Inventor of Bar Code Dies at 94 

George Laurer, who invented the universal product code, has died at his home in North Carolina. He was 94. 

The UPC or bar code is the unique marking — made up of black stripes of varying thicknesses and a 12-digit number — allotted to products sold worldwide. It allows retailers to identify each product and its price by using a scanner. 

Laurer, who died Dec. 5, was working as an electrical engineer at IBM when he was assigned to the project, an idea pioneered by colleague Norman Woodland, who died in 2012.

Laurer brought Woodland’s idea to fruition in the 1970s with the help of lasers and computers.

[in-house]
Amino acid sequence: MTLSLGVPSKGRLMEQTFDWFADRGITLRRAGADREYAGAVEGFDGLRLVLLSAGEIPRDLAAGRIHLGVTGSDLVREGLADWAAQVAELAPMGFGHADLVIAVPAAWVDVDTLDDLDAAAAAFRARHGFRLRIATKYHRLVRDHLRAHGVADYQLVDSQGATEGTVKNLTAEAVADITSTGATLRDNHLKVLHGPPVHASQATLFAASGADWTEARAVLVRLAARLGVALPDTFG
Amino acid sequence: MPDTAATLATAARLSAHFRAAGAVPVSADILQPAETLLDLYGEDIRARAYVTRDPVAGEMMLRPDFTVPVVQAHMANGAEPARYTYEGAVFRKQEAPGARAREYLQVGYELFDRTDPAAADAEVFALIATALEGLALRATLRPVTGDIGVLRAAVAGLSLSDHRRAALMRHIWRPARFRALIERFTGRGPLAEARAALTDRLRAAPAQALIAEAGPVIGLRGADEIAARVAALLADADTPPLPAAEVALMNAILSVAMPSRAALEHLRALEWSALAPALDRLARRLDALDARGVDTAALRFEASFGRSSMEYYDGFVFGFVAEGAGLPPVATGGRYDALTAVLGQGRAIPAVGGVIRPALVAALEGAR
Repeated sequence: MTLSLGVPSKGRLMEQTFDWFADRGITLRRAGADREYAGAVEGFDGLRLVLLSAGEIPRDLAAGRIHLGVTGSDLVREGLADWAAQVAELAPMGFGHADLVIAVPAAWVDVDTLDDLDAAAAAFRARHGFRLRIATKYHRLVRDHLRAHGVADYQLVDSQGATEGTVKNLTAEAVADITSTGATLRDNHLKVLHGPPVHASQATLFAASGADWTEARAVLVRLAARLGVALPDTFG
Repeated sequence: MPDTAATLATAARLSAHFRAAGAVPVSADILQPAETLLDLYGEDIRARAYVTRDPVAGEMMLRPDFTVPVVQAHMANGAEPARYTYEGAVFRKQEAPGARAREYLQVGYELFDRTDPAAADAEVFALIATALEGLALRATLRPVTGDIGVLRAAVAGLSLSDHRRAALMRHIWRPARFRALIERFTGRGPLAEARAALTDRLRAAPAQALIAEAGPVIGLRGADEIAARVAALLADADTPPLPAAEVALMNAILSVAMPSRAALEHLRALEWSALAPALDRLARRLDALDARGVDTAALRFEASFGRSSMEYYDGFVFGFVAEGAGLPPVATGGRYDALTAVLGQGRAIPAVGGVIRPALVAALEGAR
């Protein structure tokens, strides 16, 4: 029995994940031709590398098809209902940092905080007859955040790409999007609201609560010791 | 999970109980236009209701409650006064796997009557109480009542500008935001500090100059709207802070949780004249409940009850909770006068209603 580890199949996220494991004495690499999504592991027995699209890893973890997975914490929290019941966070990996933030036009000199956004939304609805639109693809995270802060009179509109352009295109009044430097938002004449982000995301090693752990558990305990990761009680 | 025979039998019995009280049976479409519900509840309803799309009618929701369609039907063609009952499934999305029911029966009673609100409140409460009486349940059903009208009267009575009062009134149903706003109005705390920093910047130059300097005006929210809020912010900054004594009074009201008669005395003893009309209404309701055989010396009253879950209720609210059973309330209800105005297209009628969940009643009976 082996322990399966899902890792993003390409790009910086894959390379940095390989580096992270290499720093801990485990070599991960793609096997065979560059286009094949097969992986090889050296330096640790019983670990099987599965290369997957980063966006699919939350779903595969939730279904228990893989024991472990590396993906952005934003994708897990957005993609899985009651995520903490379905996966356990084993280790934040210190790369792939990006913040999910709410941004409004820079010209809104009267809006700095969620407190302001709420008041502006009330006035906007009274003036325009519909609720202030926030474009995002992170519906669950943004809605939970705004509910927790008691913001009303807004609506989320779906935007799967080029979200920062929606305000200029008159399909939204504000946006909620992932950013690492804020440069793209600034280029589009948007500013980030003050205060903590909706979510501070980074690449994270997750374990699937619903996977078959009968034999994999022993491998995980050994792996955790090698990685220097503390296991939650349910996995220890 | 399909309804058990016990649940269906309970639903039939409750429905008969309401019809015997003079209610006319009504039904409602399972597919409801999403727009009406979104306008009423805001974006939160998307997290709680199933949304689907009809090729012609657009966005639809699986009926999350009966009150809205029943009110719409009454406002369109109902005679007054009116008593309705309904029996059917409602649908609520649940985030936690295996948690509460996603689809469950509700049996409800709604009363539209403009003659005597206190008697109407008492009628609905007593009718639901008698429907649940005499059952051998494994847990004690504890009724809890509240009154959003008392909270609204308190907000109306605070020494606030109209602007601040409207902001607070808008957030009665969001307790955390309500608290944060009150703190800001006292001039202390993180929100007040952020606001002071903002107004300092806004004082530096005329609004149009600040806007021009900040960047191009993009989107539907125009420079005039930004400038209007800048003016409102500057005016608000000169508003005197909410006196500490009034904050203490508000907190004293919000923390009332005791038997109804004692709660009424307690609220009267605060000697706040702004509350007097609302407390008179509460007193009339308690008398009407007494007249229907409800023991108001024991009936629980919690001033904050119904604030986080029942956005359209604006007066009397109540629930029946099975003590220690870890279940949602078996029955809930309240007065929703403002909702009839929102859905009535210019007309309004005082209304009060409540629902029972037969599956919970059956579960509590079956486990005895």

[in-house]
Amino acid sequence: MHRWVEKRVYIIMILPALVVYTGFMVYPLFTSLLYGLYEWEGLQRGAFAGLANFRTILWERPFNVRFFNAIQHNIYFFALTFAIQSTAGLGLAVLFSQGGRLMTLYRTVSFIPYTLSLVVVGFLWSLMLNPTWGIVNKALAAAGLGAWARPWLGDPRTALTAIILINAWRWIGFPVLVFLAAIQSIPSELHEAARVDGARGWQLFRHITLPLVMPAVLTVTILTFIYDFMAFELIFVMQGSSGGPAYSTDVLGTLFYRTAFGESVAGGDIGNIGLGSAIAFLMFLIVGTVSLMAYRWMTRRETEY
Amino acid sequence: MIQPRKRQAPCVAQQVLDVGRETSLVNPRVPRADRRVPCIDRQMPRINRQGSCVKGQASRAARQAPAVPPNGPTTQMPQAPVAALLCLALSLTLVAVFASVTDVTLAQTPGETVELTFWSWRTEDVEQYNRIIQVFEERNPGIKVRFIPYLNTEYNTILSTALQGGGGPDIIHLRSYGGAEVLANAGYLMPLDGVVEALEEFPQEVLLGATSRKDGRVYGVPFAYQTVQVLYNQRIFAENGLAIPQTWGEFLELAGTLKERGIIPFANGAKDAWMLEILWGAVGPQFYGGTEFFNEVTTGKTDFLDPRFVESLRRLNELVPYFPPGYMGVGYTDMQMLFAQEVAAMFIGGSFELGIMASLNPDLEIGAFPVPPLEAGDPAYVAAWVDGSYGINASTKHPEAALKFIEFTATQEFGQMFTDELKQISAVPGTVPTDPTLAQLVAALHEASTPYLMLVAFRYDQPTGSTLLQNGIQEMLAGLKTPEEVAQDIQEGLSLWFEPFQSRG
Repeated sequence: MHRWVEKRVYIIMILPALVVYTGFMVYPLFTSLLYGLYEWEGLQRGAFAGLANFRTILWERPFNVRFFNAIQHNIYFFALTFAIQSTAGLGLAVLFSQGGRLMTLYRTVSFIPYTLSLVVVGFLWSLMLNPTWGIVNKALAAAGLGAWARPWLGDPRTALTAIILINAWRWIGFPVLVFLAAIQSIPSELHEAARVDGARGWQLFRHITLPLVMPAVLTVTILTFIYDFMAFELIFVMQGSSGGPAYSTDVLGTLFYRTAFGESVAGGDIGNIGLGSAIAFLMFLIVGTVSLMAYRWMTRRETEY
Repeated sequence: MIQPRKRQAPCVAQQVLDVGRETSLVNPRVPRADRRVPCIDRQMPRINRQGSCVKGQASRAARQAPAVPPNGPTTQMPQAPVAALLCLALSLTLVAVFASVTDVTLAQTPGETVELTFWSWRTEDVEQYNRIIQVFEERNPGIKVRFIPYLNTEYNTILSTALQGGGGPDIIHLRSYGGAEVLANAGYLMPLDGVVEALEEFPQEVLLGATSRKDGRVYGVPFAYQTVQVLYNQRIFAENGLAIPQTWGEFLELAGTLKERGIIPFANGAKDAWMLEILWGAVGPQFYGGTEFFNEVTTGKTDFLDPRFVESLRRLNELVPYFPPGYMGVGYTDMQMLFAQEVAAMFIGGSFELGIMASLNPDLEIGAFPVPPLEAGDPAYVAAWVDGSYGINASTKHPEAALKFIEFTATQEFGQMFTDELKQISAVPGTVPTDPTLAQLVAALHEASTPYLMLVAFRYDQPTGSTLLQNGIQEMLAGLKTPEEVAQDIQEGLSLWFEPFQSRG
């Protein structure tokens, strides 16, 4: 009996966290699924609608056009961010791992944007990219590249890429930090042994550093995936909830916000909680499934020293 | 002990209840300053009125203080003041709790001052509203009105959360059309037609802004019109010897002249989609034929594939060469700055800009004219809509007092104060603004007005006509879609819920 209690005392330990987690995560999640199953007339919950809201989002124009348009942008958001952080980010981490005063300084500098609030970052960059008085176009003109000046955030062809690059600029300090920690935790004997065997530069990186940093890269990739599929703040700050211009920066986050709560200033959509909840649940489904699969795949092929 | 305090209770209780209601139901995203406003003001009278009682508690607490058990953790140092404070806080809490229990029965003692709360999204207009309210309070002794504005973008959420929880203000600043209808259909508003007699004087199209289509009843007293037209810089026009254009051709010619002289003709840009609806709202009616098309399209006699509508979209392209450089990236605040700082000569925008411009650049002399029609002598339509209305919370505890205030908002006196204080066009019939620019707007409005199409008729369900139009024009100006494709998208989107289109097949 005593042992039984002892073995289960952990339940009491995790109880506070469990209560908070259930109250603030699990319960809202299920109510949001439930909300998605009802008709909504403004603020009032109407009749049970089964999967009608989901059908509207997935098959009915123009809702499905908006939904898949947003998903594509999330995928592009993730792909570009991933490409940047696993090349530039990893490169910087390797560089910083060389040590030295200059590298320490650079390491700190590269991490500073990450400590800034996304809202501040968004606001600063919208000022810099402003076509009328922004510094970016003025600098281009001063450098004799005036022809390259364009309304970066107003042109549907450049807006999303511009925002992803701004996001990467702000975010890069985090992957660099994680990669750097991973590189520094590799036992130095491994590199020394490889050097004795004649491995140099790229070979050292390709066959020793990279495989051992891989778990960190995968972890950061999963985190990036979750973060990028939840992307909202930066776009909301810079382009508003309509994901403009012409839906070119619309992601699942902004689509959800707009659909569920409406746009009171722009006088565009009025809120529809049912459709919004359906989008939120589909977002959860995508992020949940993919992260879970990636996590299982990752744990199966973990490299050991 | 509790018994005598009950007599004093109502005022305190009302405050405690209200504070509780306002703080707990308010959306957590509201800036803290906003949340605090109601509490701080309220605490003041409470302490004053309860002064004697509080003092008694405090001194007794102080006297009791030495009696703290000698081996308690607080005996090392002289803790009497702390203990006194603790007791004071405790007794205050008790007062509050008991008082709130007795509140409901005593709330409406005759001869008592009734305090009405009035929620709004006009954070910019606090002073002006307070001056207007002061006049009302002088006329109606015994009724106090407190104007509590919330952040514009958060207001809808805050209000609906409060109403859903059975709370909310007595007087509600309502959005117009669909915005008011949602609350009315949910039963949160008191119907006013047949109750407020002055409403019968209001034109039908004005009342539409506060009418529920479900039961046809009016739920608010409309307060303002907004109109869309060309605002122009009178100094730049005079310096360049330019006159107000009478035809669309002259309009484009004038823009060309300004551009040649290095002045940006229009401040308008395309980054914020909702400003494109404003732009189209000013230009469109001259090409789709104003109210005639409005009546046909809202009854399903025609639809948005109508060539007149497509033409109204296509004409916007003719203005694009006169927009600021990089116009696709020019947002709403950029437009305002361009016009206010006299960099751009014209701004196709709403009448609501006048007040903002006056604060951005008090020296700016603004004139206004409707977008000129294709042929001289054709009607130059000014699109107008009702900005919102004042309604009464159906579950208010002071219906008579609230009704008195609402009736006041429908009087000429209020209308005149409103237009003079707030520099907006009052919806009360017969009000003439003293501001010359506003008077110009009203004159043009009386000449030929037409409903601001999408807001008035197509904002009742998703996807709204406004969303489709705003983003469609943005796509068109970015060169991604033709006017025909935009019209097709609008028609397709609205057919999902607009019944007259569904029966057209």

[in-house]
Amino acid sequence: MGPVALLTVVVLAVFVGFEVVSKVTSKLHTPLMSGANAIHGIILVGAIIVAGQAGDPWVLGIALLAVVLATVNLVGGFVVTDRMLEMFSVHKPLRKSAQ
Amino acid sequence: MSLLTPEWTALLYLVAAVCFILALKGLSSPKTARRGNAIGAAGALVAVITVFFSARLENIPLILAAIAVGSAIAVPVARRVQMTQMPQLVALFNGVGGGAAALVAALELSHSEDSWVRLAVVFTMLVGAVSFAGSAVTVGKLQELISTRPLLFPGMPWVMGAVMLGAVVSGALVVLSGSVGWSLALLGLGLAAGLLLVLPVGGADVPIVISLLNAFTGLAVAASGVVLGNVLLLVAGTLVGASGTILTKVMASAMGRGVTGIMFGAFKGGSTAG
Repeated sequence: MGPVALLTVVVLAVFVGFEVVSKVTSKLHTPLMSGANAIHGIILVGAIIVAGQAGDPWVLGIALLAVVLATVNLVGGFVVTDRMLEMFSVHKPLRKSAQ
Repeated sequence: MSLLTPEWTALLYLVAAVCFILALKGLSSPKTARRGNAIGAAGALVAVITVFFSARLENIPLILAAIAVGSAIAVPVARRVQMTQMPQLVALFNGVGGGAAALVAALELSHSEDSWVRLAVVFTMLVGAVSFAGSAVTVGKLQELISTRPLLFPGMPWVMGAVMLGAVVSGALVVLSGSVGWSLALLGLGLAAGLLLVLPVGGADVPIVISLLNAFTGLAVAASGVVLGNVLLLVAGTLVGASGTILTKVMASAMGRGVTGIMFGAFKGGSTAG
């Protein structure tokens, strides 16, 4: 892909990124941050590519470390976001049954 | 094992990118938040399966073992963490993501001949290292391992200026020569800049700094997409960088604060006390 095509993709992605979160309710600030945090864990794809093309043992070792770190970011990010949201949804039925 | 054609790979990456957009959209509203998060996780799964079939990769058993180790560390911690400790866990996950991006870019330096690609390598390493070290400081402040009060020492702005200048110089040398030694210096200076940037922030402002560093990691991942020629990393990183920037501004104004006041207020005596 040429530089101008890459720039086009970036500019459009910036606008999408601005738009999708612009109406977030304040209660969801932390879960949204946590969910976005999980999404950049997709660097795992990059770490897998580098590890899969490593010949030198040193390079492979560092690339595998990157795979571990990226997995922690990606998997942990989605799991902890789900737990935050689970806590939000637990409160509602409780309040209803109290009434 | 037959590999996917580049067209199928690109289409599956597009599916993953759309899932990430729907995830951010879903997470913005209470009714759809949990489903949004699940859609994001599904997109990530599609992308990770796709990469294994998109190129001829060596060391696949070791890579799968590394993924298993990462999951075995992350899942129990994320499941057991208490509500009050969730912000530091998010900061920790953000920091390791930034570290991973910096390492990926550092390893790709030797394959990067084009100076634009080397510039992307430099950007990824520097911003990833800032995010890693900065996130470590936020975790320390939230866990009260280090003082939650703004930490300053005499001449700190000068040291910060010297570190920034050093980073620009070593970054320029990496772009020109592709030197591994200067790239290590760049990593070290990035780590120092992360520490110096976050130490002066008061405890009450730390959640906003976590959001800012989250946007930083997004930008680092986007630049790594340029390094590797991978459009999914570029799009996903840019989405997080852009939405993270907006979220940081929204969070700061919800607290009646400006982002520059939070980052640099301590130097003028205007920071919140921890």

Laurer said retailers spent millions in time and labor putting price tags on every item. The bar code allowed them to reduce pricing errors and keep an accurate count of inventory. 

The first product scanned, in June 1974, was a pack of Wrigley’s chewing gum. It is now on display at the Smithsonian National Museum of American History in Washington. 
 

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